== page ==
Chinese Demand Pushes Wine Auction to Record $8.5 Million
The world’s oldest charity wine auction, held on behalf of a medieval
hospital in the Burgundy region of France, raised a record 6.3 million
euros ($8.5 million), boosted by bidding from China.
Yan Hong Cao, a China-based businesswoman, paid 131,000 euros for the “President’s barrel,” containing 456 liters of Meursault-Genevrieres Premier Cru, Cuvee Philippe le Bon, at the 153rd edition of the Hospices de Beaune auction. The annual event, held in collaboration with Christie’s International, sells barrels of Burgundy’s latest vintage from vineyards owned by the hospital, founded in 1443.
The 2013 vintage is problematic. For the second straight year, vineyards in Burgundy were pounded by hailstorms in the summer, dramatically reducing yields for some winemakers. The total production of the region was forecast to be 1.26 million hectoliters, about 20 percent down on a typical year, according to data released this month by the Burgundy Wine Board (BIVB).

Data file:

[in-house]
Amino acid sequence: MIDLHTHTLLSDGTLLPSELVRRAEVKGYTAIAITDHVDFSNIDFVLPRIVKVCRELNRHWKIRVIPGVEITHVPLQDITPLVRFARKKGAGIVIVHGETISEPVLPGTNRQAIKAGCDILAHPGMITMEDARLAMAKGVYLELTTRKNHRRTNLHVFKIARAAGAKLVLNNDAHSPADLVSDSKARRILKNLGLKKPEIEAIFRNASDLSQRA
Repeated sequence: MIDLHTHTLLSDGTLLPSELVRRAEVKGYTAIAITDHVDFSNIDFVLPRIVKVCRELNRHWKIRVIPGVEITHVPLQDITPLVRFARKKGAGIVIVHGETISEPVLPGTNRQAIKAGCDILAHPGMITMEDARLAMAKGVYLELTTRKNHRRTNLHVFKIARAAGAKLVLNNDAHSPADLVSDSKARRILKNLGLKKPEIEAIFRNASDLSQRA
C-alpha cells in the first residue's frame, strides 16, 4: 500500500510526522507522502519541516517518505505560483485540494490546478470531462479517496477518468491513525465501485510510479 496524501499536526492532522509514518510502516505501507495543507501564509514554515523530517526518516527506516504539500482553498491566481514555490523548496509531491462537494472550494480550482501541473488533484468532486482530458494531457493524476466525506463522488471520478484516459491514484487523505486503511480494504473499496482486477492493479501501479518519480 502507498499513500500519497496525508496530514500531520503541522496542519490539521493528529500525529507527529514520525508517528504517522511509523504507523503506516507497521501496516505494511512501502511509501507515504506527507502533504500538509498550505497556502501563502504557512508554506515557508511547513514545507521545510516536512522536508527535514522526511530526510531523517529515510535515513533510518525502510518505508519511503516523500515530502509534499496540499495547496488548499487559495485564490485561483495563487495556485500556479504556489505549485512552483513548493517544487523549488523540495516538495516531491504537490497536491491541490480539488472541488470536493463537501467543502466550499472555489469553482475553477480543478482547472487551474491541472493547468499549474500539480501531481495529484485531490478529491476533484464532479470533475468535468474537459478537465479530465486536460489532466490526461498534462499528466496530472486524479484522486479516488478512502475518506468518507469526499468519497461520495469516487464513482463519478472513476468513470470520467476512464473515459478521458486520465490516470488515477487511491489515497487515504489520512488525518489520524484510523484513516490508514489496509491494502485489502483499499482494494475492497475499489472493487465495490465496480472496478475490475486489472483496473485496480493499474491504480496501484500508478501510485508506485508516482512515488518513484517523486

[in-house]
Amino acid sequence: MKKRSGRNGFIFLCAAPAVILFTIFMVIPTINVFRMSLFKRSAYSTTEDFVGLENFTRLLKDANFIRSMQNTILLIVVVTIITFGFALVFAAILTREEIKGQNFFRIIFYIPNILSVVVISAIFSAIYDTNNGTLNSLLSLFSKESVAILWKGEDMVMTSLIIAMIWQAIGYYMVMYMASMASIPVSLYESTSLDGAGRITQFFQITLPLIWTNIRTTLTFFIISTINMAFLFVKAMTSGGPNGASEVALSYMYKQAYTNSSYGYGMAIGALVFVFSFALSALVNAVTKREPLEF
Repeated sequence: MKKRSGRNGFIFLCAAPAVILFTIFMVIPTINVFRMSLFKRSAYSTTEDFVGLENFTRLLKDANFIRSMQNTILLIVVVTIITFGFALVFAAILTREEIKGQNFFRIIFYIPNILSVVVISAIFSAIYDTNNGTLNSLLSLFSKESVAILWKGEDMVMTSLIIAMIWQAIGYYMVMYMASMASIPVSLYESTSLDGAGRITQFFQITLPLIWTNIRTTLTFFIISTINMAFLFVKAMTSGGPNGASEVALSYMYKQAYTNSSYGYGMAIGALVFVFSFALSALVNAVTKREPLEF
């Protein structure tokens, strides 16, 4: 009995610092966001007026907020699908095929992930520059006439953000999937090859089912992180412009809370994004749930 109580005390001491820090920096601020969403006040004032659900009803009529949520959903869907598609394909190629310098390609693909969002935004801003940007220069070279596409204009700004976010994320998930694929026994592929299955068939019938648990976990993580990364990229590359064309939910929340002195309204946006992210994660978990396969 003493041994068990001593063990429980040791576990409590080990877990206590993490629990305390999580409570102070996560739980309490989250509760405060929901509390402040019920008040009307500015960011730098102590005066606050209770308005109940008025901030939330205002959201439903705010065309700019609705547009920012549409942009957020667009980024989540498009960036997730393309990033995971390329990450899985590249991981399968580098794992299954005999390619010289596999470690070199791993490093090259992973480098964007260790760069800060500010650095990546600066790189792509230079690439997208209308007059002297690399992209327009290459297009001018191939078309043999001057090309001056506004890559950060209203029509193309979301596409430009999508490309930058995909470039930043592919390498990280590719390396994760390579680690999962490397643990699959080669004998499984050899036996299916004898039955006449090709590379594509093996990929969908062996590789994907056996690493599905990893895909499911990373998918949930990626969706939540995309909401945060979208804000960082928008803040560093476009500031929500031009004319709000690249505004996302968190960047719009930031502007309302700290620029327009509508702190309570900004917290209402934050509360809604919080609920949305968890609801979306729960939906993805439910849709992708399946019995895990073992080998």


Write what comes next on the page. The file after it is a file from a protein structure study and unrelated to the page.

“It is a tricky vintage,” Paul Hammond, a part-director at the London-based merchants IG Wines, said in an interview. “Because of the low yields, pricing will be high and the market will take it, even though the quality isn’t as good as 2012. The risk is that people will become disenchanted with Burgundy, as they have with First-Growth Bordeaux.”
This year’s difficult growing season produced a smaller-than-usual auction of 443 barrels, divided between 333 red and 110 white. All of them sold. The total, which includes fees, beat the record of 5.9 million euros, achieved last year from a sale of 516 barrels.
To read more, click here
Except where otherwise noted
, content on this site is licensed under a Creative Commons Attribution 4.0 International license
You may copy, re-use or re-print any of this information as long as wine.co.za is quoted as source.
Any statements made or opinions expressed are the legal responsibility of the AUTHOR,
and do not necessarily reflect the views of WineNet (PTY) Ltd. or its sponsors.